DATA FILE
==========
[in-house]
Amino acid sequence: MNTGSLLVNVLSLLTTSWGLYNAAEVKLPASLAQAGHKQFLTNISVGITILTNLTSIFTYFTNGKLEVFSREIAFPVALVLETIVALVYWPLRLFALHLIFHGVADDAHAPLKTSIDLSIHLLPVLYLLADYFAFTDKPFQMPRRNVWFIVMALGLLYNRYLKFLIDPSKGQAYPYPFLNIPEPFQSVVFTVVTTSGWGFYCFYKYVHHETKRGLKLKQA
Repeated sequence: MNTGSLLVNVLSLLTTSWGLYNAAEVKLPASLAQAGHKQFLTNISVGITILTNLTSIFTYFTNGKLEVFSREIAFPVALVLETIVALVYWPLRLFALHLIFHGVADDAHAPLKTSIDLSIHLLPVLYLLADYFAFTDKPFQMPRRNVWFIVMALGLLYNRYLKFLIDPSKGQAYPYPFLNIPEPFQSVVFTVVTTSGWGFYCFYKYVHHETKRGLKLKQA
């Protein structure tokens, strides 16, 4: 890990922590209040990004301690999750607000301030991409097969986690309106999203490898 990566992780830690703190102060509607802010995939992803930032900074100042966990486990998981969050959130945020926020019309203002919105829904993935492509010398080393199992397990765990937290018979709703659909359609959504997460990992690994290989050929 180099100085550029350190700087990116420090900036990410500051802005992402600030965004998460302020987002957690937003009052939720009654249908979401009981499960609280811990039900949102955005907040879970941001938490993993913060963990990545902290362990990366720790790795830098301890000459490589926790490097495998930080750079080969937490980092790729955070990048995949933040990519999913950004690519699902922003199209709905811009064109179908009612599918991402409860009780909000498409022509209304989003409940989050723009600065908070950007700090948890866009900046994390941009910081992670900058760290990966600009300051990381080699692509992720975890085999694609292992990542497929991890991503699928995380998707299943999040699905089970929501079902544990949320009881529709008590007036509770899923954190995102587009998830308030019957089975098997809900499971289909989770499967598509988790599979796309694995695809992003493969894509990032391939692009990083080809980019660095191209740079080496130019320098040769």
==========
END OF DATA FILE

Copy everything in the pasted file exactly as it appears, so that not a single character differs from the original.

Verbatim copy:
[in-house]
Amino acid sequence: MNTGSLLVNVLSLLTTSWGLYNAAEVKLPASLAQAGHKQFLTNISVGITILTNLTSIFTYFTNGKLEVFSREIAFPVALVLETIVALVYWPLRLFALHLIFHGVADDAHAPLKTSIDLSIHLLPVLYLLADYFAFTDKPFQMPRRNVWFIVMALGLLYNRYLKFLIDPSKGQAYPYPFLNIPEPFQSVVFTVVTTSGWGFYCFYKYVHHETKRGLKLKQA
Repeated sequence: MNTGSLLVNVLSLLTTSWGLYNAAEVKLPASLAQAGHKQFLTNISVGITILTNLTSIFTYFTNGKLEVFSREIAFPVALVLETIVALVYWPLRLFALHLIFHGVADDAHAPLKTSIDLSIHLLPVLYLLADYFAFTDKPFQMPRRNVWFIVMALGLLYNRYLKFLIDPSKGQAYPYPFLNIPEPFQSVVFTVVTTSGWGFYCFYKYVHHETKRGLKLKQA
């Protein structure tokens, strides 16, 4: 890990922590209040990004301690999750607000301030991409097969986690309106999203490898 990566992780830690703190102060509607802010995939992803930032900074100042966990486990998981969050959130945020926020019309203002919105829904993935492509010398080393199992397990765990937290018979709703659909359609959504997460990992690994290989050929 180099100085550029350190700087990116420090900036990410500051802005992402600030965004998460302020987002957690937003009052939720009654249908979401009981499960609280811990039900949102955005907040879970941001938490993993913060963990990545902290362990990366720790790795830098301890000459490589926790490097495998930080750079080969937490980092790729955070990048995949933040990519999913950004690519699902922003199209709905811009064109179908009612599918991402409860009780909000498409022509209304989003409940989050723009600065908070950007700090948890866009900046994390941009910081992670900058760290990966600009300051990381080699692509992720975890085999694609292992990542497929991890991503699928995380998707299943999040699905089970929501079902544990949320009881529709008590007036509770899923954190995102587009998830308030019957089975098997809900499971289909989770499967598509988790599979796309694995695809992003493969894509990032391939692009990083080809980019660095191209740079080496130019320098040769």